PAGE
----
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Shorthold Tenancies, Notices to Quit.
Many landlords are not entirely sure of the procedures required when giving a notice to terminate to a shorthold tenant. Although the law has been simplified, it has been simplified only for those people whose paper work follows the rules exactly, and it remains vital to prepare documents precisely, and in a timely fashion.
New tenancies are now, by default, assured shorthold tenancies. Shorthold tenancies grant a fixed term to the tenant, usually six months, but the tenancy continues after that six months unless and until it is brought to an end.
Unless otherwise stated, the tenant can bring the tenancy to an end within the period though the landlord may not end the tenancy within that initial period unless there is good cause.
The tenant has to give one month's notice of his intention to quit, but the landlord must give to the tenant two months' notice to end the tenancy. Complex rules apply to the calculation of these periods, but it is sensible to act on the basis that any notice must expire on a rent day. In other words if the rent is payable on the first day of each month, the notice to terminate the tenancy must be served on the tenant before the next rent day and would then give the tenant a further full two months. In practice the tenant gets more than two months notice.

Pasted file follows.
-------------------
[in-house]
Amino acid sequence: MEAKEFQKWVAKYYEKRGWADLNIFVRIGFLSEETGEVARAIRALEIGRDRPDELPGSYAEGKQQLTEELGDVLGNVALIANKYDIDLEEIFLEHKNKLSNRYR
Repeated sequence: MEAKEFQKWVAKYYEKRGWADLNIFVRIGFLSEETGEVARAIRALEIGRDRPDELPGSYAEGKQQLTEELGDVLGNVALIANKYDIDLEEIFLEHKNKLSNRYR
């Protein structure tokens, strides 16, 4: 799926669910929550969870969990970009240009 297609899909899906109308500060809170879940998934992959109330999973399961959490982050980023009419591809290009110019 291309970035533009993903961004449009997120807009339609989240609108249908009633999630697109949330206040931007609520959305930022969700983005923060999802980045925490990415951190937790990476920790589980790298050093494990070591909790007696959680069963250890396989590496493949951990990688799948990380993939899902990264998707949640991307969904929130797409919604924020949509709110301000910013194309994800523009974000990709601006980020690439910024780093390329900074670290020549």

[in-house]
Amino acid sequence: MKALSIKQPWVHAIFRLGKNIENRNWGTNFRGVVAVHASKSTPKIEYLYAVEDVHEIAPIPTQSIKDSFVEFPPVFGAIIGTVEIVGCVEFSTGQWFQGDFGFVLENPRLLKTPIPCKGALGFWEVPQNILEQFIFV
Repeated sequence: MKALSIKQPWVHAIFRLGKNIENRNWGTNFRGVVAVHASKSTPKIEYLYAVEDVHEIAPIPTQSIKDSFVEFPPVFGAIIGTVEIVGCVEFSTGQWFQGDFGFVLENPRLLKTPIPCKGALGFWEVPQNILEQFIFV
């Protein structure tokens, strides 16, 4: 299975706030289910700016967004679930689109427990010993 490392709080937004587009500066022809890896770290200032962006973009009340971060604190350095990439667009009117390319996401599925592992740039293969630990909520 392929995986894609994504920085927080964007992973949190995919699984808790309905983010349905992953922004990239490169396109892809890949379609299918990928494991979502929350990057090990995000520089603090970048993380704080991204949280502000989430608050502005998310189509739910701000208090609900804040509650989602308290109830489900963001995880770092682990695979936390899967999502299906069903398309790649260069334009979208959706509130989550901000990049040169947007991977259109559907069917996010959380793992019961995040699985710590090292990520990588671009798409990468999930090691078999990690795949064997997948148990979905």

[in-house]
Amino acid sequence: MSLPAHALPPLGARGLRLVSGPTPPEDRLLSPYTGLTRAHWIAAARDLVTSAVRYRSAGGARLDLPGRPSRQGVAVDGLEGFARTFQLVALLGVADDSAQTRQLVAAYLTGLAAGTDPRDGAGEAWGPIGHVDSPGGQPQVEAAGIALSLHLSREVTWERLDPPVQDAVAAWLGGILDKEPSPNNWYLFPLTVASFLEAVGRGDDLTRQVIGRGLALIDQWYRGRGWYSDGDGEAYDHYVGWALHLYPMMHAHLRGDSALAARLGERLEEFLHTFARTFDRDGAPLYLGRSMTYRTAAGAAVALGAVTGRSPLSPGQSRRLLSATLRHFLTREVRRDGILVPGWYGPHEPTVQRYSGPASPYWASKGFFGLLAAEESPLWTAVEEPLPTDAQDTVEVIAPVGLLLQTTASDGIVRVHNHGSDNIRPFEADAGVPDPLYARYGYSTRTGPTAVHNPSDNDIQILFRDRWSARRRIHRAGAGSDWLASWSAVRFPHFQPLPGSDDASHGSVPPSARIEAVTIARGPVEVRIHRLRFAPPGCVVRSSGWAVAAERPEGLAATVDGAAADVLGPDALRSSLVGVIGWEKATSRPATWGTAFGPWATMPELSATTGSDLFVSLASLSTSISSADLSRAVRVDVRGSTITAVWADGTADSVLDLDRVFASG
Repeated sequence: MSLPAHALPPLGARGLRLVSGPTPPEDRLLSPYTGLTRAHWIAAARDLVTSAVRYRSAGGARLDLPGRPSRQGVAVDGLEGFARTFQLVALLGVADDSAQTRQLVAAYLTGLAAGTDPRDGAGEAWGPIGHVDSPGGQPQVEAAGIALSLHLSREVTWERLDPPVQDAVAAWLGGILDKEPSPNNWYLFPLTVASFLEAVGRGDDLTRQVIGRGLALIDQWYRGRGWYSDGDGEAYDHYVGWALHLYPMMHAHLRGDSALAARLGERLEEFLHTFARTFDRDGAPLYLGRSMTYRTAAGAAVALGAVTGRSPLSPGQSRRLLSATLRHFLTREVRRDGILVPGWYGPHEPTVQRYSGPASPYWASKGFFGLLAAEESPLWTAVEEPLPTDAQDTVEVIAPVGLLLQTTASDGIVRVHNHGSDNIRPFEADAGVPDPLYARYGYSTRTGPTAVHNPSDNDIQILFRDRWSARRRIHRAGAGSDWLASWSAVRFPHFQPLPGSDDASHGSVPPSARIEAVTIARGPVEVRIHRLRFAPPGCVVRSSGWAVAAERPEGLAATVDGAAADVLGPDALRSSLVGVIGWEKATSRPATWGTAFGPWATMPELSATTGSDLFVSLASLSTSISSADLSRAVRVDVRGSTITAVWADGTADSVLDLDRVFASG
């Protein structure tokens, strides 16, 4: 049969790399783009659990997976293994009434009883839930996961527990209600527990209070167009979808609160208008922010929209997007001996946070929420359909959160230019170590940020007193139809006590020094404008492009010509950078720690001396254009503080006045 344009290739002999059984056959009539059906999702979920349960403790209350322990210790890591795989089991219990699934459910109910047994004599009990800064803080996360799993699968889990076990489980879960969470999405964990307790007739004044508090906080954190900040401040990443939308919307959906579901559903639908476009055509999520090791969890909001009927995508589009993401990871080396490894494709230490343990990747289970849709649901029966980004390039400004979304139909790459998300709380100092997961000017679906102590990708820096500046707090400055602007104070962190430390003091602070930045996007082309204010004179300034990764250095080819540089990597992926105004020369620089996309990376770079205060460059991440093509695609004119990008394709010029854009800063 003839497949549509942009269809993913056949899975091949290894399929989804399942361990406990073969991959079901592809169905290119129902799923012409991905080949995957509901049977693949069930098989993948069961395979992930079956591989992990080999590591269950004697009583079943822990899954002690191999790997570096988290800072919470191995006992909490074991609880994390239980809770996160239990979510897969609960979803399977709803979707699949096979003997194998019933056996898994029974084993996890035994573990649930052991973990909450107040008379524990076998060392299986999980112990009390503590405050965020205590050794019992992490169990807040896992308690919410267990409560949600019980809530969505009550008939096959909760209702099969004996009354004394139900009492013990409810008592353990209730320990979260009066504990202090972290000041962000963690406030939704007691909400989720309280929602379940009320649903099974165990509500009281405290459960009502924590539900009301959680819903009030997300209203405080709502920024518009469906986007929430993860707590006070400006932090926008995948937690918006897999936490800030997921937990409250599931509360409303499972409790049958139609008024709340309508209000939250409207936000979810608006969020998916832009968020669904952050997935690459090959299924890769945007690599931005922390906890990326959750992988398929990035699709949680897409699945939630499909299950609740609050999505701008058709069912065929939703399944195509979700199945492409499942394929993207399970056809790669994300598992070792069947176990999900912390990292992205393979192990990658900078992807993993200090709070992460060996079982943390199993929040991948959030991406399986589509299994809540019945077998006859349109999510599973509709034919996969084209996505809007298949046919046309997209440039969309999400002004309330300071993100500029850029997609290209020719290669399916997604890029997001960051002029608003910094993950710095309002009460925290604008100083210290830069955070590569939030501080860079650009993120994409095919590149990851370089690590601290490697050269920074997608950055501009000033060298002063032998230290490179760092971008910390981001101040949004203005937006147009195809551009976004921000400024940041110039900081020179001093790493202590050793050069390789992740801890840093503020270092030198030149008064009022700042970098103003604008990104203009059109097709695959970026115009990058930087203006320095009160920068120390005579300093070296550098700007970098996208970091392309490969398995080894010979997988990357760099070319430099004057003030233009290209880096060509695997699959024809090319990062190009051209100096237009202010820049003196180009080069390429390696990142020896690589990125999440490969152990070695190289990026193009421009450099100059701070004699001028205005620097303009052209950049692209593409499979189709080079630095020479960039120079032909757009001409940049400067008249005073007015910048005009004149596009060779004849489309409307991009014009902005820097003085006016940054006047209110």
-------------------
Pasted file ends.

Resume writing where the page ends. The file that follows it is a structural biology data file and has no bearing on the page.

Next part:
A notice which is invalid or defective in any way, should be assumed to be entirely ineffective. There is no point in issuing a notice which is nearly right.
Another point of dispute has been the content of the notice. After the simplification of the rules a few years ago, many landlords came to assume that the information which had previously been required to be served upon the tenant was no longer required. This information details the tenants rights and advises the tenant on where they might go for assistance and advice. A recent case re-enforces what we have always believed, which is that this detailed information is still required, and a notice to quit which does not contain the appropriate information in substantially the appropriate form is simply ineffective, and the tenancy continues.
Since, if there is any doubt, the tenancy will continue until a court decides otherwise, it can be expensive to get a notice to quit wrong, and we always advise that clients use a notice prepared by us for this purpose.
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